And speaking of screens and multimedia philosophies, we should probably mention the significant ergonomics changes applied by both manufacturers. BMW takes the lead here with its gesture and touch controls for its latest-gen iDrive system. Beyond the surprising leap of faith to a touchscreen, iDrive can still be controlled via the classic rotary knob with touchpad and symbol recognition functionalities and remains the industry standard for its general ease of use. The menu structure has been revamped though with a new horizontal arrangement with configurable widgets (pictograms) instead of the simpler vertical list style of old. We can’t say we are entirely convinced by the new logic which simply seems to clutter the logic and speed of interaction with the system compared to the previous iDrive incarnations. Gesture controls, still in their infancy, are not available for the entire menu, but mostly for radio, apps and navigation functions. The 10.25-inch touchscreen is optional, standard 5 Series coming with a smaller, but still touch-centric 8.8-inch display.
In the Mercedes, the eccentric, S-Class like dual-screen layout comes at cost too: the 12.3-inch digital instruments (1.011 euro) can only be ordered together with the equally large Comand Online center display (3.272 euro). Base E-Class gets classic analogue speed and rev counters and an 8.4-inch Audio 20 central screen. The digital instruments can be configured in three designs: Classic (left speedometer, right rev-counter), Sport (similar arrangement but yellow numbers and letters) and Progressive (center rev-counter with digital speedometer inside plus left and right additional display areas for trip computer, navigation or multimedia). Completely new are the two touchpad controls on the steering-wheel (replacing the old rotary ones). By moving the fingers on their surfaces you can control the digital instruments (left touchpad) and Comand system (right touchpad): up and down movements select main menus while left and right ones control the submenus. The central rotary controller remains at the base of the center console and the gearbox lever is still on the steering column. Even with the new controls and slightly upgraded menu structure (horizontal layout unchanged), the Comand system still doesn’t match BMW’s iDrive for menu navigation speed and it all comes down to the complicated sub-menus of the former.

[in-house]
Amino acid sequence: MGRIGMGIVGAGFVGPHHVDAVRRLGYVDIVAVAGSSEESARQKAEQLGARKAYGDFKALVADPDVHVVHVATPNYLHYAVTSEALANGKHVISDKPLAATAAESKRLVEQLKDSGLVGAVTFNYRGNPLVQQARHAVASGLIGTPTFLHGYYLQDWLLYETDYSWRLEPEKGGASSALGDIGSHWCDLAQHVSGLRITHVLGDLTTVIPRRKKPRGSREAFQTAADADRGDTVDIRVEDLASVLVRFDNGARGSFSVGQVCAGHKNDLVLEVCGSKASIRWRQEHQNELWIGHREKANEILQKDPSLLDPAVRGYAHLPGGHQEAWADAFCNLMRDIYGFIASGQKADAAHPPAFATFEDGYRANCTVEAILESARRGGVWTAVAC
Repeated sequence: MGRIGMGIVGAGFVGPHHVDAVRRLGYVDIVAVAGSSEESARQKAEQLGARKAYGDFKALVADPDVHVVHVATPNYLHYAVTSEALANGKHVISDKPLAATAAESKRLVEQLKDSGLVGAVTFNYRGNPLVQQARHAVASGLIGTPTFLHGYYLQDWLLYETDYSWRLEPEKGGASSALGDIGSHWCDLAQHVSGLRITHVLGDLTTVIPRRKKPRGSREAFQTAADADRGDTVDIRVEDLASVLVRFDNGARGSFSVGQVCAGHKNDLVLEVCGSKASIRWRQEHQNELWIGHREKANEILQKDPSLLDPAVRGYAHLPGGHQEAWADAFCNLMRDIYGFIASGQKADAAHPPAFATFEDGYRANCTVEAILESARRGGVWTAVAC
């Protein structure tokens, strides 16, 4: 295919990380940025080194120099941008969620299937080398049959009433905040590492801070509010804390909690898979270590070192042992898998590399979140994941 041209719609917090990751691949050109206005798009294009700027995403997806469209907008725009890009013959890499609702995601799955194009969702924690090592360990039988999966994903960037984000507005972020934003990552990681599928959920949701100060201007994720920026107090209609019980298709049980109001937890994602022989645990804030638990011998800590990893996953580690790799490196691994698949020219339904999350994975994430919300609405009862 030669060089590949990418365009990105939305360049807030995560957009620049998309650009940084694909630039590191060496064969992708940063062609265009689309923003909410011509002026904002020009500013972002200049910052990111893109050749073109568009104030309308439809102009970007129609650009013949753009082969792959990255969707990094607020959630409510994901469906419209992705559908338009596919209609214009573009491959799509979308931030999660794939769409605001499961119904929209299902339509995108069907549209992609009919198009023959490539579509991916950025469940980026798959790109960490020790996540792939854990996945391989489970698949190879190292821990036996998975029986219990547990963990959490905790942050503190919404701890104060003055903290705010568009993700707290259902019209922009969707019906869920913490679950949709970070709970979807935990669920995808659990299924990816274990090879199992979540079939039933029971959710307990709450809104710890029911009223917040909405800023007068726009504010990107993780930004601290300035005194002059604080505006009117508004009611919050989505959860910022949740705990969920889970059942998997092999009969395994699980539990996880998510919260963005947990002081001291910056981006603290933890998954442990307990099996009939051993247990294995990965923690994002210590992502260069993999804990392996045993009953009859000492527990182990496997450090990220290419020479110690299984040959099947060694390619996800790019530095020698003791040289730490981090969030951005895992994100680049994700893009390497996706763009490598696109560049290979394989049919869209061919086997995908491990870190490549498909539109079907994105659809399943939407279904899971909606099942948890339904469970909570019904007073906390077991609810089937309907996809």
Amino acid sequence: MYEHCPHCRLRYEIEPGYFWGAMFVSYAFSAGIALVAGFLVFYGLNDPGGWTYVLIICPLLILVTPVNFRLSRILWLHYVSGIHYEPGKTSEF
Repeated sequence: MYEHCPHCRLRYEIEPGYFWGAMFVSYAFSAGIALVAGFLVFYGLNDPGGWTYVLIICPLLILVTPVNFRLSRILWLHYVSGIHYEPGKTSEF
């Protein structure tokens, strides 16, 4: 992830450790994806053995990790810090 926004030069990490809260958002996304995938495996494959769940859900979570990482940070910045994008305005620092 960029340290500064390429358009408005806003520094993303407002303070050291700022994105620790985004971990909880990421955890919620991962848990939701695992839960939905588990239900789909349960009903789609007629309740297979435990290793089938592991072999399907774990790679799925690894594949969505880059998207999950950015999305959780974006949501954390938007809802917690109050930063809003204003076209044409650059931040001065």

The two six-cylinder engines tested represent the top petrol powered variants in non-sports guise (AMG or M) for both models. They similarly feature direct injection and turbo forced induction, but their configurations and cubic capacities are different: the E 400 is powered by a 3.5-liter V6 and the 540i has a 3.0-liter inline-six unit under its bonnet. BMW develops 340 hp and 450 Nm, while Mercedes has a 30 Nm advantage, but 7 hp less, at 333 hp and 480 Nm respectively.